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CBSA reminds travelers to leave the weed at home, be prepared for border waits this long weekend

Last Updated Sep 1, 2018 at 6:05 pm PDT

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Summary

At some Lower Mainland crossing, wait is already an hour

U.S. Customs and Border Protection suggests going east to cut down wait times

METRO VANCOUVER (NEWS 1130) – Be prepared to wait if you’re planning to cross the border, but leave your weed and lemons at home.

Wait times at Peace Arch and the Pacific Highway crossing have already reached an hour and Chief Renee Archer with U.S. Customs and Border Protection advises to have your travel documents ready.

She also says you must know the rules surrounding what you can bring across and cannabis is not one of those things. It still federally illegal in the U.S. even though it is allowed in some individual states.

“I’d hate to see people get put in a jam because they thought that marijuana was OK to bring in, so just make sure you’re leaving that at home,” says Archer says.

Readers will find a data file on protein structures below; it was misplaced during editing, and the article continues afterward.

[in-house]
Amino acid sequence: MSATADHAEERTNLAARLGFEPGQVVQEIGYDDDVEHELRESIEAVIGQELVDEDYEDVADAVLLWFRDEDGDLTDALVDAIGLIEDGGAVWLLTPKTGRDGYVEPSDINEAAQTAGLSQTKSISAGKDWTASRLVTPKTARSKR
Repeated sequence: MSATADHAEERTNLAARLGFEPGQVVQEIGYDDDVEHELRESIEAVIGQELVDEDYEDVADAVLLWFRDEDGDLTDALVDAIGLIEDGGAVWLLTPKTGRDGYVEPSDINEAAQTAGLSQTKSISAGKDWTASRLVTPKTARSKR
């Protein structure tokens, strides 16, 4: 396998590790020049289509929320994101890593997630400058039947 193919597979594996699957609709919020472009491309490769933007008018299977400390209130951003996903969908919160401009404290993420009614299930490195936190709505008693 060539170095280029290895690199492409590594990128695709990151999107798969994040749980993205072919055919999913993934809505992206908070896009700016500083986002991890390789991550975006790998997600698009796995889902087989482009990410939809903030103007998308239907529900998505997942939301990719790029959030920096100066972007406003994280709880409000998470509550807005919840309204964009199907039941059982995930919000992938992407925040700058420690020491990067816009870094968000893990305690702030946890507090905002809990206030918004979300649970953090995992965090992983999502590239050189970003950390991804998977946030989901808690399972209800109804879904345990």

“Food is also another significant item that you want to make sure you declare everything and ideally know what’s admissible prior to bringing to the port. Things like citrus are never able to come into the U.S., even if they left the U.S.”

If you want to cut down on your wait times this weekend, Archer says to go further east to Sumas or the Lynden crossing, where waiting tends to be shorter.

She recommends crossing off peak times like early in the morning between 6:00 a.m. and 8:00 a.m. or after 5:00 p.m., but she adds while wait times will sometimes drop off by afternoon, they often do continue into the evening.

You can find the most current wait times on Metro Vancouver border crossing on the Customs and Border Protection website.